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It was raining when her children left for school on Tuesday, so Jesse Michener did not slather them in sunscreen, even though she knew they'd be outdoors for field day later that afternoon. But the sun came out around noon, and when the kids came home, two of them were so severely sunburned that they had to go to the hospital.
"We've never done a field day at the school before," Michener told Yahoo! Shine in an interview on Thursday. "They were outside for over five hours."
A freelance photographer, she posted pictures and described her daughter's sunburns on her blog. "Two of my three children experienced significant sunburns. Like, hurts-to-look-at burns," Michener wrote. "Violet is starting to blister on her face." Both Violet, 11, and her sister, Zoe, 9, "have headaches, chills, and pain" and had to stay home from school the next day. (Her youngest daughter, 7-year-old Eleanor, was also sunburned but not badly.) The girls did not stay overnight at the hospital, and Michener said they are being treated at home with cool baths and over-the-counter pain medications.
To make matters worse, Zoe has a form of Albinism — and teachers and staff at Point Defiance Elementary School in Tacoma, WA, were aware of her extreme sensitivity to the sun. She even has a written agreement — a 504 plan — with the school because of it. And yet teachers refused to send the girls indoors or allow them to apply sunscreen themselves, according to her mom.
"My children indicated that several adults commented on their burns at school, including staff and other parents," Michener wrote on her blog. "One of my children remarked that their teacher used sunscreen in her presence and that it was 'just for her.' So is this an issue of passive, inactive supervision? Where is the collective awareness for student safety?" Keep reading for the rest of the story.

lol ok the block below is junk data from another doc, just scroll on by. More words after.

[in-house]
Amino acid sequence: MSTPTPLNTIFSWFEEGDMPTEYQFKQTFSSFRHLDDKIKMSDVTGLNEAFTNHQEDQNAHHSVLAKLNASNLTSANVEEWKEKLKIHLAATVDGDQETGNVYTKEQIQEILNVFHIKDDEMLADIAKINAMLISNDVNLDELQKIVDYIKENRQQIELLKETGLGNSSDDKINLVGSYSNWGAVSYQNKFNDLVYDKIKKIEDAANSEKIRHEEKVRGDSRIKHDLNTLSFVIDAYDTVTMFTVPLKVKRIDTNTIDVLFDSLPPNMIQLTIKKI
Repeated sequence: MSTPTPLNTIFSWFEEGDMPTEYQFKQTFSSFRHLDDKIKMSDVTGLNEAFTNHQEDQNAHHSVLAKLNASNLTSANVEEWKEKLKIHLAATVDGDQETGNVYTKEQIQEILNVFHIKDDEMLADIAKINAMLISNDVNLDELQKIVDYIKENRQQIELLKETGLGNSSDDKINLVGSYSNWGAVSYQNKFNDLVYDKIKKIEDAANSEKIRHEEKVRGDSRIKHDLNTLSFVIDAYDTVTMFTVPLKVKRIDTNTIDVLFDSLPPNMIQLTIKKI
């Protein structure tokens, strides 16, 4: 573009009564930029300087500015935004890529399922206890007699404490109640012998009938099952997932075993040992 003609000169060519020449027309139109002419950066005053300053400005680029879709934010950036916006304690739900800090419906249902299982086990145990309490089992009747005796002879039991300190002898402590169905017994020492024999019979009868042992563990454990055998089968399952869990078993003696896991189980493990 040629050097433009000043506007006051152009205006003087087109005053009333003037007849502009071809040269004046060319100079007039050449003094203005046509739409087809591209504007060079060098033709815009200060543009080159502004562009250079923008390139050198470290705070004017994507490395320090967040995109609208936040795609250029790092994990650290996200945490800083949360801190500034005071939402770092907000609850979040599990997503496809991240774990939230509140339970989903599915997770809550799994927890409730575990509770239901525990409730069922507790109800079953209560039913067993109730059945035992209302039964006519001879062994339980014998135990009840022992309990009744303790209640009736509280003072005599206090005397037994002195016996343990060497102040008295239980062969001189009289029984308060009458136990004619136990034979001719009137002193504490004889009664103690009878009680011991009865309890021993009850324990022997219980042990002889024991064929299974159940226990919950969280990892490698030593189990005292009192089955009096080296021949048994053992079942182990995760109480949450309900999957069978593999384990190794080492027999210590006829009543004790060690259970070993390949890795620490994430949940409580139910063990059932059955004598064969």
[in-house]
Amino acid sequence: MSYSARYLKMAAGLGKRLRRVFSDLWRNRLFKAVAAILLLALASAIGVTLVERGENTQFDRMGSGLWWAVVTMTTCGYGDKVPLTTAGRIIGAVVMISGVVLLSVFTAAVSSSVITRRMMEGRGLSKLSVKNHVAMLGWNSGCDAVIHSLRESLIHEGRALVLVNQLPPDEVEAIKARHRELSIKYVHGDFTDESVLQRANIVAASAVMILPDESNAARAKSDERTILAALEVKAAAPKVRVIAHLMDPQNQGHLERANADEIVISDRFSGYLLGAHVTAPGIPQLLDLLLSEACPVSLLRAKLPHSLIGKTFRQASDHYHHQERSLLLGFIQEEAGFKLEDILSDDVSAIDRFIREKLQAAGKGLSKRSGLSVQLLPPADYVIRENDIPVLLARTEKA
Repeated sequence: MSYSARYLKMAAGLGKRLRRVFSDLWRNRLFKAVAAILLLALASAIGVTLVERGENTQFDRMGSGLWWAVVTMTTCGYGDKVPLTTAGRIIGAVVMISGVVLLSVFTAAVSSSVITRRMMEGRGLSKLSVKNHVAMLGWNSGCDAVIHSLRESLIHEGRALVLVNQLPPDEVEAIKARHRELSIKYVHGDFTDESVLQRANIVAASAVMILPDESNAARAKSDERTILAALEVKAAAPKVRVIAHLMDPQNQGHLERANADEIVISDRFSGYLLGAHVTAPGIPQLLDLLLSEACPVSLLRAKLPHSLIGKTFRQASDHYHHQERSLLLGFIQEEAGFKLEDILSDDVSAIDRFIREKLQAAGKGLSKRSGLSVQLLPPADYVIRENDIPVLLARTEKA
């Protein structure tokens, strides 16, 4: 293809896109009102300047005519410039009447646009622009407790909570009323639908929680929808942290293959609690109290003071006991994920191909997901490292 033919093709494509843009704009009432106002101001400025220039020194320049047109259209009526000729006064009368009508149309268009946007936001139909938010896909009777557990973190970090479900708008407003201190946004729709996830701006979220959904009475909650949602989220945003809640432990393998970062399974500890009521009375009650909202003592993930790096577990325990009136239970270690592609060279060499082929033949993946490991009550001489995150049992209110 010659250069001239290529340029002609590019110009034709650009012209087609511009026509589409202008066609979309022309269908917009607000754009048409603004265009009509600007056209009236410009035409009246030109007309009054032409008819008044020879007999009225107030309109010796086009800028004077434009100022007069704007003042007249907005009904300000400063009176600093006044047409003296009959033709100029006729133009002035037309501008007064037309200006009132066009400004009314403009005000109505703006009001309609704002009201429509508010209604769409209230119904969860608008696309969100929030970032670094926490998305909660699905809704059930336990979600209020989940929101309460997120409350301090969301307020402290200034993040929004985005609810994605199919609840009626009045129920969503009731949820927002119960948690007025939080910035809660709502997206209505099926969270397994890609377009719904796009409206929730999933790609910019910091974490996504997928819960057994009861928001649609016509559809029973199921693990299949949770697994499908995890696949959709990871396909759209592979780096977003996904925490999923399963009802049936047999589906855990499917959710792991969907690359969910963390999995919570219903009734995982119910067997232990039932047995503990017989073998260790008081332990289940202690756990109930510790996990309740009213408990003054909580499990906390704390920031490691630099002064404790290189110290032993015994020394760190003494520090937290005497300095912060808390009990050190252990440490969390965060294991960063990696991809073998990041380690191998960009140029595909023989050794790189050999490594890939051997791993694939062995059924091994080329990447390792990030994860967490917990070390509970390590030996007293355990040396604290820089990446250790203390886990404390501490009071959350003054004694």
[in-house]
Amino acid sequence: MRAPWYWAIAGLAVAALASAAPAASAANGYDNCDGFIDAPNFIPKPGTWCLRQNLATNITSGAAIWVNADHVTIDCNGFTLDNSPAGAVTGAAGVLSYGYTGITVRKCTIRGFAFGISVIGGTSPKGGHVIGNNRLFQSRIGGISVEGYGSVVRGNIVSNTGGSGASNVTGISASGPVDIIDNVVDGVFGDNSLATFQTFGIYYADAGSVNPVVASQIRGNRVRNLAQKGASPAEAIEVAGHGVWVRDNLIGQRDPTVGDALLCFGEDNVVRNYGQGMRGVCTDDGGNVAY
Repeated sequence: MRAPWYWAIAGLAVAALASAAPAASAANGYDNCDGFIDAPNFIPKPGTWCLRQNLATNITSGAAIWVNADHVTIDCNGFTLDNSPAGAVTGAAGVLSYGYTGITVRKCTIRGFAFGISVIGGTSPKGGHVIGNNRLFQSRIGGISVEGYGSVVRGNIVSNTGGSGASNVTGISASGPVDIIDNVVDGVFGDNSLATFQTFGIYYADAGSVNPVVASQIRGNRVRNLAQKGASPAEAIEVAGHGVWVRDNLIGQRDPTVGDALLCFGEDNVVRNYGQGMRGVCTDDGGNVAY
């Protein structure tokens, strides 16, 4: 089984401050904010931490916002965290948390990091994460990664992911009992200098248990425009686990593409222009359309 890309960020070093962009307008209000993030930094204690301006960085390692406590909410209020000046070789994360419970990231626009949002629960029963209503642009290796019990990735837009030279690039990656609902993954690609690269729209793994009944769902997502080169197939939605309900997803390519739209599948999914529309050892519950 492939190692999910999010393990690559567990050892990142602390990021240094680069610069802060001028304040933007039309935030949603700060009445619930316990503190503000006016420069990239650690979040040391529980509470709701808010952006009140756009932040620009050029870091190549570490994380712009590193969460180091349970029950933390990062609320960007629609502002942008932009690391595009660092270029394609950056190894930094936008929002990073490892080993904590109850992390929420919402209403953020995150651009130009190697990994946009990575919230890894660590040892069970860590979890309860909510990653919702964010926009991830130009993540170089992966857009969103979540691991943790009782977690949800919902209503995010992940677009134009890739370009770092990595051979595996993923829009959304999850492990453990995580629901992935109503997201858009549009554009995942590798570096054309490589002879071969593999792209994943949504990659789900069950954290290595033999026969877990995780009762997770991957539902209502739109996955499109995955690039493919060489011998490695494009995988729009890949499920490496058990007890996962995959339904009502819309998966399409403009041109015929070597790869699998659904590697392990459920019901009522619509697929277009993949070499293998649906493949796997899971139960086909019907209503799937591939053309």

Tacoma Public School district spokesman Dan Voelpel told Yahoo! Shine that the school district's sunscreen policy — which forbids teachers from applying sunscreen to students, and only allows students to apply it to their own bodies if they have a doctor's note authorizing it — is based on a statewide law.
"Our policy follows the state law, which allows the district to establish the rules for how medications, both over-the-counter and prescription medication, is handled in the school," he said. "Our policy is that any of that medication requires a doctor's order for kids to take it at school. This is really to protect other students who could be exposed to various medications that they could be allergic to." The federal Food and Drug Administration considers sunscreen to be an over-the-counter medication.
While Michener said that she takes full responsibility for not making her children put on sunscreen before bringing them to school that day — none of her kids have ever come home from school with sunburns before, she noted. She also pointed out that teachers had other options besides breaking the law: they could have sent the girls indoors when they noticed the burns getting bad, or called Michener and asked her to come to school and put sunscreen on them herself. (The FDA suggests that sunscreen be reapplied every two hours.)
"Something as simple as a sun hat might seem to bypass the prescription issue to some extent," she wrote. "Alas, hats are not allowed at school, even on field day."
"It was an exceptional day, with an exceptional inability to serve these kids," she told Yahoo! Shine.
Michener is asking the school district to consider crafting a more "parent-friendly" policy on sunscreens, one that would allow parents to sign a waiver giving teachers permission to apply sunscreen while at school, or one that would allow teachers to act in their students' best interests. Voelpel told Yahoo! Shine that there currently is not a procedure in place for parents who have trouble getting a doctor's note, but, he said, "We periodically review our policies as situations change. I can't say whether this one will be revised based on this case."
Michener said that her daughters' sunburns are really part of a larger problem.
"My biggest beef is that teachers are not able to make good decisions about kids' safety," she said. "Fear of litigation is preventing us from living our lives and taking care of our kids."
— Lylah M. Alphonse
Copyright © 2012 Yahoo Inc.
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